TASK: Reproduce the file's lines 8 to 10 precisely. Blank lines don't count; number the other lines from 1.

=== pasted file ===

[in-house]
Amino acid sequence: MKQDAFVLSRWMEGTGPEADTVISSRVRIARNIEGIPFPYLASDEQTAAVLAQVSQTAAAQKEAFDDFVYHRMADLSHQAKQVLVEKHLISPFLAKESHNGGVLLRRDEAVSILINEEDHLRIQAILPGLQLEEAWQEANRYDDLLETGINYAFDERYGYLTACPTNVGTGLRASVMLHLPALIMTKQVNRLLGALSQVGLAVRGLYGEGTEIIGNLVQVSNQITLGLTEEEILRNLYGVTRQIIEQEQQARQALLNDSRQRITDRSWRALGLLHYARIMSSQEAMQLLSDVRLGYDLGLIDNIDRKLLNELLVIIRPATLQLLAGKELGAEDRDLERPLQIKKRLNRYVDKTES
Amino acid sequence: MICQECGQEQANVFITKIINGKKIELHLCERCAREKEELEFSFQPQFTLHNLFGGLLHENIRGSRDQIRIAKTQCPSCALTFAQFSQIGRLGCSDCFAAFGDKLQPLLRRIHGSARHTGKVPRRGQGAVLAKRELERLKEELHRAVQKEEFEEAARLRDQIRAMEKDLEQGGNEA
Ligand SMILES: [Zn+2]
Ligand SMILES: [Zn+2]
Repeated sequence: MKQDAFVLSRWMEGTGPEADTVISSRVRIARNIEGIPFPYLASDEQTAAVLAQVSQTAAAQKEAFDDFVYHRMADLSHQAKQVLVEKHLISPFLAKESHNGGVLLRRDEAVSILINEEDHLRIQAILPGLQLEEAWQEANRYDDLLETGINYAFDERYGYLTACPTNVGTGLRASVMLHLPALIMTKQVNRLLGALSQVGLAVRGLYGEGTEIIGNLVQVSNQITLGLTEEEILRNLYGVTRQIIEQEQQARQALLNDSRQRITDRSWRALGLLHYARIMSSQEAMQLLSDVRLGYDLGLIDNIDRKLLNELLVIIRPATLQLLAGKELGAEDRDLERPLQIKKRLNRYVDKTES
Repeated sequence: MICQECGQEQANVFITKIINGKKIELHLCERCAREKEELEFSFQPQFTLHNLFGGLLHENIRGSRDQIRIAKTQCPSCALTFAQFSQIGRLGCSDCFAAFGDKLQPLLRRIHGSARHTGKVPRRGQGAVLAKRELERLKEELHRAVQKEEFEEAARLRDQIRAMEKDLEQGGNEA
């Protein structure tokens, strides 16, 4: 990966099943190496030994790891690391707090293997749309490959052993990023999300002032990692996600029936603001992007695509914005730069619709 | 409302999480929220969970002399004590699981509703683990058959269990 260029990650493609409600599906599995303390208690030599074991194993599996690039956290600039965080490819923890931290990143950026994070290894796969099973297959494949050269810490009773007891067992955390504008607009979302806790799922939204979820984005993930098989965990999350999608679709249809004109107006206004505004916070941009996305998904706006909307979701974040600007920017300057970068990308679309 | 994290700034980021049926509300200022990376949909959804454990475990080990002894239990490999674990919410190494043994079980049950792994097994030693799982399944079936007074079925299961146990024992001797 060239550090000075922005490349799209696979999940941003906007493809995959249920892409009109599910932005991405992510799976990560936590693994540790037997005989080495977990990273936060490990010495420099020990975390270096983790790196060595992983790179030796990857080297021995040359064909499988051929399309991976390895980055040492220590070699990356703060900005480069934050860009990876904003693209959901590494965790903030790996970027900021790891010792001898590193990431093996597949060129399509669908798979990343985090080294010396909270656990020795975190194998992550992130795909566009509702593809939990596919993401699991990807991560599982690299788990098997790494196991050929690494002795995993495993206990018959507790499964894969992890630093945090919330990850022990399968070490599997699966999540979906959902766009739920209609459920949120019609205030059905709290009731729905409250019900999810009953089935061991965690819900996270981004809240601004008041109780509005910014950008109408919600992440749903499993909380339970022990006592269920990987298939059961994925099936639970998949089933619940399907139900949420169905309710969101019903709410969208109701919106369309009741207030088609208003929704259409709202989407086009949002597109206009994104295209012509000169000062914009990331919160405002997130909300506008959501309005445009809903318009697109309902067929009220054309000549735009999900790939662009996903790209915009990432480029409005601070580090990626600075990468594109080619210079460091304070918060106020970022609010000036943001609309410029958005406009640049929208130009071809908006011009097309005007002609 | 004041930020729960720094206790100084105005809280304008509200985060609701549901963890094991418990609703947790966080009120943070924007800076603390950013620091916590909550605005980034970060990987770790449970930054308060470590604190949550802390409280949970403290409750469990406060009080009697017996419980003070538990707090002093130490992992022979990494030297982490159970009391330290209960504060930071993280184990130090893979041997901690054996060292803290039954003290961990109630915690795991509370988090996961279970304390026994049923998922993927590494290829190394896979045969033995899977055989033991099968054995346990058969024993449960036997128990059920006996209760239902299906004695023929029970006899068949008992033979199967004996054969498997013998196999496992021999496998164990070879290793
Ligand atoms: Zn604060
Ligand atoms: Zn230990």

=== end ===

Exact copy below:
């Protein structure tokens, strides 16, 4: 990966099943190496030994790891690391707090293997749309490959052993990023999300002032990692996600029936603001992007695509914005730069619709 | 409302999480929220969970002399004590699981509703683990058959269990 260029990650493609409600599906599995303390208690030599074991194993599996690039956290600039965080490819923890931290990143950026994070290894796969099973297959494949050269810490009773007891067992955390504008607009979302806790799922939204979820984005993930098989965990999350999608679709249809004109107006206004505004916070941009996305998904706006909307979701974040600007920017300057970068990308679309 | 994290700034980021049926509300200022990376949909959804454990475990080990002894239990490999674990919410190494043994079980049950792994097994030693799982399944079936007074079925299961146990024992001797 060239550090000075922005490349799209696979999940941003906007493809995959249920892409009109599910932005991405992510799976990560936590693994540790037997005989080495977990990273936060490990010495420099020990975390270096983790790196060595992983790179030796990857080297021995040359064909499988051929399309991976390895980055040492220590070699990356703060900005480069934050860009990876904003693209959901590494965790903030790996970027900021790891010792001898590193990431093996597949060129399509669908798979990343985090080294010396909270656990020795975190194998992550992130795909566009509702593809939990596919993401699991990807991560599982690299788990098997790494196991050929690494002795995993495993206990018959507790499964894969992890630093945090919330990850022990399968070490599997699966999540979906959902766009739920209609459920949120019609205030059905709290009731729905409250019900999810009953089935061991965690819900996270981004809240601004008041109780509005910014950008109408919600992440749903499993909380339970022990006592269920990987298939059961994925099936639970998949089933619940399907139900949420169905309710969101019903709410969208109701919106369309009741207030088609208003929704259409709202989407086009949002597109206009994104295209012509000169000062914009990331919160405002997130909300506008959501309005445009809903318009697109309902067929009220054309000549735009999900790939662009996903790209915009990432480029409005601070580090990626600075990468594109080619210079460091304070918060106020970022609010000036943001609309410029958005406009640049929208130009071809908006011009097309005007002609 | 004041930020729960720094206790100084105005809280304008509200985060609701549901963890094991418990609703947790966080009120943070924007800076603390950013620091916590909550605005980034970060990987770790449970930054308060470590604190949550802390409280949970403290409750469990406060009080009697017996419980003070538990707090002093130490992992022979990494030297982490159970009391330290209960504060930071993280184990130090893979041997901690054996060292803290039954003290961990109630915690795991509370988090996961279970304390026994049923998922993927590494290829190394896979045969033995899977055989033991099968054995346990058969024993449960036997128990059920006996209760239902299906004695023929029970006899068949008992033979199967004996054969498997013998196999496992021999496998164990070879290793
Ligand atoms: Zn604060
Ligand atoms: Zn230990």